From 11:00PM PDT on Friday, July 1 until 5:00AM PDT on Saturday, July 2, the Shmoop engineering elves will be making tweaks and improvements to the site. That means Shmoop will be unavailable for use during that time. Thanks for your patience!
Bring on the tough stuff - there’s not just one right answer.
Streetcar is divided into eleven scenes rather than the traditional act and scene divisions. What is the effect of this structure?
How does Williams tend to end scenes? On a consistently dramatic note? A tragic one? With suspense?
Have you read Glass Menagerie? If so, think about Williams’s two Southern belle characters— Blanche in Streetcar and Amanda in Glass Menagerie. What makes these women similar? What makes them different?
Are there any moral or ethical lessons to be found in A Streetcar Named Desire?
We’ve spent a lot of time contrasting Blanche and Stanley as opposite characters and symbols of conflicting ideals. But in what ways are these two similar? And how do these commonalities complicate the interpretation of the play?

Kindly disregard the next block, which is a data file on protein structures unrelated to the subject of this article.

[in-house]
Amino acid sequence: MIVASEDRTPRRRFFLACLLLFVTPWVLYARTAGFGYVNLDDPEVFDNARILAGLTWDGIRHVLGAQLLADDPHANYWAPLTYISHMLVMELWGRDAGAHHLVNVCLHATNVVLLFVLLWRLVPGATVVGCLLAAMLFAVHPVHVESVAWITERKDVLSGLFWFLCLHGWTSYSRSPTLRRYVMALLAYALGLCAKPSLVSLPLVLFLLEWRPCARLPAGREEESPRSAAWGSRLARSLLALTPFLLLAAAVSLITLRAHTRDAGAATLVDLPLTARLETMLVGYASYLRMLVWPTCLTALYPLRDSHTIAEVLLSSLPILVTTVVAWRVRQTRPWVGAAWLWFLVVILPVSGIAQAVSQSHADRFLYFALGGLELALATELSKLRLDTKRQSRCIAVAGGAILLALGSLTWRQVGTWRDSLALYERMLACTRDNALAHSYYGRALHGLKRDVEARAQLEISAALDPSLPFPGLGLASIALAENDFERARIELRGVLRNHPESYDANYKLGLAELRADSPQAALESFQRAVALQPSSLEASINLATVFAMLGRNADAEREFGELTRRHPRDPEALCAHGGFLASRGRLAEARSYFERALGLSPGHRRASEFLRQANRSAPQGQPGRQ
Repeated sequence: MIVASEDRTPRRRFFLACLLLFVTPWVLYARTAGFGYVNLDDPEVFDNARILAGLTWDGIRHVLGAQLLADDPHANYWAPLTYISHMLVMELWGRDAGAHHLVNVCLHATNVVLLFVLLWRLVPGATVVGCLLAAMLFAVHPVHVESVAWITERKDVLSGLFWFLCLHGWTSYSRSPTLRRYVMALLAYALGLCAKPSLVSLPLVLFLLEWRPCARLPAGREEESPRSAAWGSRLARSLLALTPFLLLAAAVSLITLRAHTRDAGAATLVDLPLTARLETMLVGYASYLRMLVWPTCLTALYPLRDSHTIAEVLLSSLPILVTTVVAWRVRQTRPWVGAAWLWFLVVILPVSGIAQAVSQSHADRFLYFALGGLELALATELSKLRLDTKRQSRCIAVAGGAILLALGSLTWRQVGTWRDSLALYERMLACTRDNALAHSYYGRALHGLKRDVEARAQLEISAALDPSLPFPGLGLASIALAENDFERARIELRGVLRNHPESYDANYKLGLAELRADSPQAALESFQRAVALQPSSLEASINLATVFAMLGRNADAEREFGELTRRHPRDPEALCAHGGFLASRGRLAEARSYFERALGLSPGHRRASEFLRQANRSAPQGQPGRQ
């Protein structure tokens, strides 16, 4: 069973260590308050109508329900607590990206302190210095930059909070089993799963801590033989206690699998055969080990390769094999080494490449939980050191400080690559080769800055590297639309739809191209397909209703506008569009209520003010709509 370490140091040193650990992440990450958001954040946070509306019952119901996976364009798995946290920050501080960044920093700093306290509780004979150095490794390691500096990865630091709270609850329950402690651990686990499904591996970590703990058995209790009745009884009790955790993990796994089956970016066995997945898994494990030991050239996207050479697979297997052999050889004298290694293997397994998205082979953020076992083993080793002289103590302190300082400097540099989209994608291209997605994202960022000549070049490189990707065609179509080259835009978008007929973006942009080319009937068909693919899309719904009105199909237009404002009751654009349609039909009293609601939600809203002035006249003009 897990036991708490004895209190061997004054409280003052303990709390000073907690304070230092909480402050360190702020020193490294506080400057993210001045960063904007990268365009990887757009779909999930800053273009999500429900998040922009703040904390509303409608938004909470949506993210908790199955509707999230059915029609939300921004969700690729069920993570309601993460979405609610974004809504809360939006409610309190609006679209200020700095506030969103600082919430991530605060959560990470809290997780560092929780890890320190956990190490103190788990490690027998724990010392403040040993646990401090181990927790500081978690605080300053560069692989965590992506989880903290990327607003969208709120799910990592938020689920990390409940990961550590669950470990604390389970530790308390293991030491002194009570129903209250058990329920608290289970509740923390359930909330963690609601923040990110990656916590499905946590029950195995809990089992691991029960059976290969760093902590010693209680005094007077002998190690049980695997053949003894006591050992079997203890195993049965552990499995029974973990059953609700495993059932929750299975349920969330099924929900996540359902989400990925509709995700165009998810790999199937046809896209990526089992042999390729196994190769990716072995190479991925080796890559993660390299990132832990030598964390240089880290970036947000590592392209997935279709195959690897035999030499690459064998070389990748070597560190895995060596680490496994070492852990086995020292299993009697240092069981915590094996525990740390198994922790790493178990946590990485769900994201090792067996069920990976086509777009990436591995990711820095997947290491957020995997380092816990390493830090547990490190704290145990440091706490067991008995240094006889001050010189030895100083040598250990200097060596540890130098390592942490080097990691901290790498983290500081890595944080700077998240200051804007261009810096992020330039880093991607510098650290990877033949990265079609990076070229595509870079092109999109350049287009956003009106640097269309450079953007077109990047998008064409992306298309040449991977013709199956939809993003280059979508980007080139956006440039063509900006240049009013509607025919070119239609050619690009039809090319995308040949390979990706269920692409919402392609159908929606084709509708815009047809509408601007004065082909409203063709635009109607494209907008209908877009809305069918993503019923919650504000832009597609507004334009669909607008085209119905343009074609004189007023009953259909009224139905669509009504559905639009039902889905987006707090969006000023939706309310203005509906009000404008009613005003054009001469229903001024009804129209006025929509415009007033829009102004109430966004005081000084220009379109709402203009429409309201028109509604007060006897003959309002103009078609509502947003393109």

What sort of acting choices do you see the characters having to play, particularly Blanche, Stanley, and Stella? Are the characters pretty clearly mapped out in the script, or is there much room for interpretation?
How important is the final scene (Eleven) of Streetcar? What does it add to the play? Why not just end with the rape in Scene Ten?